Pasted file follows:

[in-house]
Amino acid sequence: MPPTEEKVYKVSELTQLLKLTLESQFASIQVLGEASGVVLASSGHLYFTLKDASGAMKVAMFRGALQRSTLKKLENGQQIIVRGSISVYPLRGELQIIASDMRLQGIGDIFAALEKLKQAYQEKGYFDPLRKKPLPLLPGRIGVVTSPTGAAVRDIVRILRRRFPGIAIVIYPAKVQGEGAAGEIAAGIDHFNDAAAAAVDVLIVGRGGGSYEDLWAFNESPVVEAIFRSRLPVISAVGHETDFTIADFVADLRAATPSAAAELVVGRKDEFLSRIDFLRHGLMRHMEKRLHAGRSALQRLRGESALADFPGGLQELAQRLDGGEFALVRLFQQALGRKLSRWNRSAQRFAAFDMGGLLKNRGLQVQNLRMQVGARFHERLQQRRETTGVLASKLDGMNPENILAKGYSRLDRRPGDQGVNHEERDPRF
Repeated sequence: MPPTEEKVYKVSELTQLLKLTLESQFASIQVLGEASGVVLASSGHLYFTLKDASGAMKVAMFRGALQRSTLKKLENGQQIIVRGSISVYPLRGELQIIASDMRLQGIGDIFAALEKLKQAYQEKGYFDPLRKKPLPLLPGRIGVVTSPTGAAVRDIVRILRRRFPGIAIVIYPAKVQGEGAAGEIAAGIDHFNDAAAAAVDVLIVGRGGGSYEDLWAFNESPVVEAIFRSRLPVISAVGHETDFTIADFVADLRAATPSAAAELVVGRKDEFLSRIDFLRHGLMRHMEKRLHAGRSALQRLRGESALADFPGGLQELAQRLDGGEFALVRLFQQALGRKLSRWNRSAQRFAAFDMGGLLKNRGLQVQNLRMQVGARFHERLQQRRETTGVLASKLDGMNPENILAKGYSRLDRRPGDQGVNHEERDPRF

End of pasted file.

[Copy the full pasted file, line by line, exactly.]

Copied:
[in-house]
Amino acid sequence: MPPTEEKVYKVSELTQLLKLTLESQFASIQVLGEASGVVLASSGHLYFTLKDASGAMKVAMFRGALQRSTLKKLENGQQIIVRGSISVYPLRGELQIIASDMRLQGIGDIFAALEKLKQAYQEKGYFDPLRKKPLPLLPGRIGVVTSPTGAAVRDIVRILRRRFPGIAIVIYPAKVQGEGAAGEIAAGIDHFNDAAAAAVDVLIVGRGGGSYEDLWAFNESPVVEAIFRSRLPVISAVGHETDFTIADFVADLRAATPSAAAELVVGRKDEFLSRIDFLRHGLMRHMEKRLHAGRSALQRLRGESALADFPGGLQELAQRLDGGEFALVRLFQQALGRKLSRWNRSAQRFAAFDMGGLLKNRGLQVQNLRMQVGARFHERLQQRRETTGVLASKLDGMNPENILAKGYSRLDRRPGDQGVNHEERDPRF
Repeated sequence: MPPTEEKVYKVSELTQLLKLTLESQFASIQVLGEASGVVLASSGHLYFTLKDASGAMKVAMFRGALQRSTLKKLENGQQIIVRGSISVYPLRGELQIIASDMRLQGIGDIFAALEKLKQAYQEKGYFDPLRKKPLPLLPGRIGVVTSPTGAAVRDIVRILRRRFPGIAIVIYPAKVQGEGAAGEIAAGIDHFNDAAAAAVDVLIVGRGGGSYEDLWAFNESPVVEAIFRSRLPVISAVGHETDFTIADFVADLRAATPSAAAELVVGRKDEFLSRIDFLRHGLMRHMEKRLHAGRSALQRLRGESALADFPGGLQELAQRLDGGEFALVRLFQQALGRKLSRWNRSAQRFAAFDMGGLLKNRGLQVQNLRMQVGARFHERLQQRRETTGVLASKLDGMNPENILAKGYSRLDRRPGDQGVNHEERDPRF